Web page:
Exactly. If god can really allow himself to break/repair someone's PC and not help people with more serious problems then that's one seriously messed up higher being.

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Old 10-20-2006, 04:28 AM   #87
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I don't pretend to know everything, but I believe a Christian would say God has given us free will and especially after Jesus does not intercede. Of course this would fly in the face of what are called 'acts of God' and the issue of just what he intervenes in can be debated to the moon.
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Old 10-20-2006, 06:16 AM   #88
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There's like a ton of possibilities why computers stop working just to continue doing it after power off and on. Memory modules, corroded contacts, capacitors, let alone billiatrizions of transistors and capacitors in each microchip and whatnot. It could be a simple grounding problem of a connected USB memory stick or any connected peripheral component/device. However, it appears to be like a 1:1000000000000000000 chance at maximum for a possible divine intervention.

On the issue of "better health through prayers", the human mind is more powerful then some people might imagine, and the human immune system is very interactive and responsive to the mental state of a person and vice versa. That works very similar to what some call the placebo effect. No divine powers needed here, too.

Of course, if one defines the nature of something called God the "right" way, this all could be considered as "because of God", but still, not as "his work". And most probably this definition would not include the materialisation of a "little purple man running the universe from out his little room located somewhere in subspace or maybe a dark cave on the moon's dark side".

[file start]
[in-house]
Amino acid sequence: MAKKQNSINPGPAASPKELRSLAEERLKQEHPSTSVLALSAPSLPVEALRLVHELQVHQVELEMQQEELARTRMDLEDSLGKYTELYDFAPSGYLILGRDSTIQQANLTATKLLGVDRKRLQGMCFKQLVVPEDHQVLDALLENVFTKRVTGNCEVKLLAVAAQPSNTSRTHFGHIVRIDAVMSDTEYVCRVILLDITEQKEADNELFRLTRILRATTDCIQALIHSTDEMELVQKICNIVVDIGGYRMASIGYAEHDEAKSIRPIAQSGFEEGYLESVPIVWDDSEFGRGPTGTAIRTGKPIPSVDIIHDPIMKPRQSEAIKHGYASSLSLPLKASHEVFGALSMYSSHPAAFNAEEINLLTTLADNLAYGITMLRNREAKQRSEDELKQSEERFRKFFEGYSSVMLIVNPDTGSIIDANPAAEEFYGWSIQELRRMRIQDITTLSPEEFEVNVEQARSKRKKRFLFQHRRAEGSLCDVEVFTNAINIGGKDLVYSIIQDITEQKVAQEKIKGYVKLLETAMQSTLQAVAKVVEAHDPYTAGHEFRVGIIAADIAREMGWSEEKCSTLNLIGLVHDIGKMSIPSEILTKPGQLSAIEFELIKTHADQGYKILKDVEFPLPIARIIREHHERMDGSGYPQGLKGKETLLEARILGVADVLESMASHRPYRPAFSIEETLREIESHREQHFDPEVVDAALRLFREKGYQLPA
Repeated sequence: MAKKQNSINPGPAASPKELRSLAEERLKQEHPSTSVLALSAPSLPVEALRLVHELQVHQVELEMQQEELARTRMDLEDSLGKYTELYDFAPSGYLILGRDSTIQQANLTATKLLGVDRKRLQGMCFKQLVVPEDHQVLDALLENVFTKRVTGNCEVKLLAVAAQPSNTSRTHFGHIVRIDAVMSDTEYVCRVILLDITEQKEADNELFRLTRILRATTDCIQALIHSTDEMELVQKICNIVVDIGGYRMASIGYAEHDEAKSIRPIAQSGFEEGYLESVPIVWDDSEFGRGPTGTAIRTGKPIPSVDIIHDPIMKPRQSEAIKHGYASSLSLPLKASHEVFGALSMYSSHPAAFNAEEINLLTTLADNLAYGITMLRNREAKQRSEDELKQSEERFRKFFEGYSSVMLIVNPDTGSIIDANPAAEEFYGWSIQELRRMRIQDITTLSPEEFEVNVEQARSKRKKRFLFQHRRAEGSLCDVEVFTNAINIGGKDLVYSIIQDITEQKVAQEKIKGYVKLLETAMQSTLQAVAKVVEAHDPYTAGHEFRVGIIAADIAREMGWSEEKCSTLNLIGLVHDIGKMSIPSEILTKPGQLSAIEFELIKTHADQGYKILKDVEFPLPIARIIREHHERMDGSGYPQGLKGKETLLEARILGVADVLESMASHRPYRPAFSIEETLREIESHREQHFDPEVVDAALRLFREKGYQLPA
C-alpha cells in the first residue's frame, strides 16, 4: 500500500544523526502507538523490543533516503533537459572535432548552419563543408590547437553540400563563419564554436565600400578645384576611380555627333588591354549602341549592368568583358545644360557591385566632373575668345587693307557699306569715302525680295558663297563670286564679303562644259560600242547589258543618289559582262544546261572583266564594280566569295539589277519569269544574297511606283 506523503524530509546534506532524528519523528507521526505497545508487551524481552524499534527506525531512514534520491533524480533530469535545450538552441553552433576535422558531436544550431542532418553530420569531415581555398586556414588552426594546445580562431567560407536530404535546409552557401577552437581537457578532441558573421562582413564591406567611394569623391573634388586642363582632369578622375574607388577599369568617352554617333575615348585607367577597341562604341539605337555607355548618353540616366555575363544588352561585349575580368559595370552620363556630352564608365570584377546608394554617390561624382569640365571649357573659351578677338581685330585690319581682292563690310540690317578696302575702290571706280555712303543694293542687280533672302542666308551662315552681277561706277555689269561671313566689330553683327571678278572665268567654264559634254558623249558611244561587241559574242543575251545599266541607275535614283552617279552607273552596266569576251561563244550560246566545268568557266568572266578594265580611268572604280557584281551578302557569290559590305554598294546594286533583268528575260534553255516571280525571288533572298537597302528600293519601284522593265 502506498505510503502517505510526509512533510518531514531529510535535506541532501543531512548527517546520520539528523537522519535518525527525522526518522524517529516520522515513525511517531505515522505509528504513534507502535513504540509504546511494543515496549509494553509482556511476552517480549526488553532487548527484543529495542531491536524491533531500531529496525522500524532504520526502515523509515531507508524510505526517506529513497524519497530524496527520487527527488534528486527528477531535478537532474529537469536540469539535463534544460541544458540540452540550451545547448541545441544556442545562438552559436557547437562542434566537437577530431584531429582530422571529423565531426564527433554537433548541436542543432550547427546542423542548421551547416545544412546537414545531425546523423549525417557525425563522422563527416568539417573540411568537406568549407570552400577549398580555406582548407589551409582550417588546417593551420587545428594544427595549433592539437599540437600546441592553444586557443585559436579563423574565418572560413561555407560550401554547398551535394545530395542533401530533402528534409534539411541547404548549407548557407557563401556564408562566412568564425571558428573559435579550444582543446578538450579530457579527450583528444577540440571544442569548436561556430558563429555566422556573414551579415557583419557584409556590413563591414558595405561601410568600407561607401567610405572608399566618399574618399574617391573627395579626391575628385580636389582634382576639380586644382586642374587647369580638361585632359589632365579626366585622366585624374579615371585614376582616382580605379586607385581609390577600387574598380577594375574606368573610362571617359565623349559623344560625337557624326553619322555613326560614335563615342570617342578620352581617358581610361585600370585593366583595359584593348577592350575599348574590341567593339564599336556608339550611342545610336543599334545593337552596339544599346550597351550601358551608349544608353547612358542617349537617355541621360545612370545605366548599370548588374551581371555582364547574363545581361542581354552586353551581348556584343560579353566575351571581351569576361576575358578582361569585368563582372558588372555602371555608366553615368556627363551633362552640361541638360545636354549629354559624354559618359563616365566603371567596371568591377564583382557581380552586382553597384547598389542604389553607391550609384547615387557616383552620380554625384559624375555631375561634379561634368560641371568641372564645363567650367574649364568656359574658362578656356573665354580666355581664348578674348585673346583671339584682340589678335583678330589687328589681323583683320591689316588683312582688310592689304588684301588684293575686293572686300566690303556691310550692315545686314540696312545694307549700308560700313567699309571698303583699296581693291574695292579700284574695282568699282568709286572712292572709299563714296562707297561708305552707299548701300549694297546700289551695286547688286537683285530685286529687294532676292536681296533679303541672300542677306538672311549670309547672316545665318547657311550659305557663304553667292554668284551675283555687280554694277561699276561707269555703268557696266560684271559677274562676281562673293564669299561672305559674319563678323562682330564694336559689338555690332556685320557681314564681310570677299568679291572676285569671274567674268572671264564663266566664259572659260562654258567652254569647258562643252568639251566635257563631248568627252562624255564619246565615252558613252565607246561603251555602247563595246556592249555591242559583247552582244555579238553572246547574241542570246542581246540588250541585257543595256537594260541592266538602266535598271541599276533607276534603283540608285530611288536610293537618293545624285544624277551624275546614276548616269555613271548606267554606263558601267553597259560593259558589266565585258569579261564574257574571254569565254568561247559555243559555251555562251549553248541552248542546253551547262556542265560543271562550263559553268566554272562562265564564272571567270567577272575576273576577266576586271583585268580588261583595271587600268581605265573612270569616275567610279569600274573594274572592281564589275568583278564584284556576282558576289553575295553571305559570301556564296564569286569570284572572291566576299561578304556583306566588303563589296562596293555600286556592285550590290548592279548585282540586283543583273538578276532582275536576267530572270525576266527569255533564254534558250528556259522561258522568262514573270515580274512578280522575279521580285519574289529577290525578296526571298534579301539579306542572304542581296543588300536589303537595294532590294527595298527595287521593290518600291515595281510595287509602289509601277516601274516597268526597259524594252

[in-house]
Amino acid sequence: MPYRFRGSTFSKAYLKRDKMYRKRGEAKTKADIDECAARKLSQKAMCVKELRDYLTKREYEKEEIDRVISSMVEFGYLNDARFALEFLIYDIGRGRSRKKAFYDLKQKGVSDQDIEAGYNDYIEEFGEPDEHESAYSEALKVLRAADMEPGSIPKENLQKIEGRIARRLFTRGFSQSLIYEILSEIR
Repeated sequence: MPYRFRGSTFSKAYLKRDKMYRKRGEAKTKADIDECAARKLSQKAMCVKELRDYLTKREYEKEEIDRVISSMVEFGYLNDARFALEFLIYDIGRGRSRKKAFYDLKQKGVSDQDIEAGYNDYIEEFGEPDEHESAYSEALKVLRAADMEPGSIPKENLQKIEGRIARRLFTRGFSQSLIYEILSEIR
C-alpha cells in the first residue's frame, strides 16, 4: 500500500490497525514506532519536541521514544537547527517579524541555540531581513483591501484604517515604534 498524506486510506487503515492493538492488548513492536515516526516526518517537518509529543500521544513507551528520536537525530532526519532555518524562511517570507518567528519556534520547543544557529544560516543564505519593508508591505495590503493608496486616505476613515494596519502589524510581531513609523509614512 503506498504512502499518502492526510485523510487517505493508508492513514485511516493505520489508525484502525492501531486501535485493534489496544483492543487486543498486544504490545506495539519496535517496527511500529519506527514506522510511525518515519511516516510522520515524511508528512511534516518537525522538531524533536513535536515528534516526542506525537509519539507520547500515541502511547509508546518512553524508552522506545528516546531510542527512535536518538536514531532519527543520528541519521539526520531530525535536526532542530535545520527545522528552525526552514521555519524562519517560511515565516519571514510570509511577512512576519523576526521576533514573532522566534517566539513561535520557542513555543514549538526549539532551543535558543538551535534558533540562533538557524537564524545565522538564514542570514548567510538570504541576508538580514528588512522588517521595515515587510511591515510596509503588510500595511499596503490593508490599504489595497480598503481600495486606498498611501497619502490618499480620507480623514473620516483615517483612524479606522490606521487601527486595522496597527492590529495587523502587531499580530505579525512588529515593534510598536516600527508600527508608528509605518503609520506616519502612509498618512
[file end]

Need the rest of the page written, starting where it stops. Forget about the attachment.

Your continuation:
On a side note, I am male and not gay, damnit, why worship a male god? And if I need to ask an old man for something, there's always dad, uncles and my boss. I'd rather prefer a nicely shaped, clever, smartass female one, who I could cook and buy pantees for. Am I the only one feeling like this? :PPP


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Old 10-20-2006, 06:57 PM   #89
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Quote:
Originally Posted by SkinWalker
The study I was talking about in an earlier post was done by Herbert Benson and his colleages (2006). This is an interesting study because Benson was once very much a proponent of the value of intercessory prayer (this is when one person prays for another). Benson found that there simply was no benefit. There was no statistical significance that favored prayed for over non-prayed for patients. Indeed, patients that knew they were being prayed for were more likely to suffer complications than those that were uncertain they were being prayed for.

One thing that becomes problematic in trying to study prayer is establishing controls. Things like what type of prayer, how long, to what deity is the prayer being addressed, what's the religion of the praying and the prayed for? etc. I don't think I've seen the study that adequately addresses these controls.

Reference

Benson, H.; et al (2006). Study of the Therapeutic Effects of Intercessory Prayer (STEP) in cardiac bypass patients: A multicenter randomized trial of uncertainty and certainty of receiving intercessory prayer. American Heart Journal, 151(4), 934-942.
This was the study I quoted above with what I felt were some flaws in study design. Since all 3 groups also got prayed for by friends/relatives in addition to the intercessory prayer, I feel like there was no way to truly separate the group with intercessory prayer from the group without the prayer. Also, any study dropouts got counted as having complications, and I don't think these people should have been counted in either the complications/no complications group because they just didn't know either way.

I agree completely with you on study design, and it's going to be tough to control for everything to get a really solid prayer study done.

Quote:
Originally Posted by Ray Jones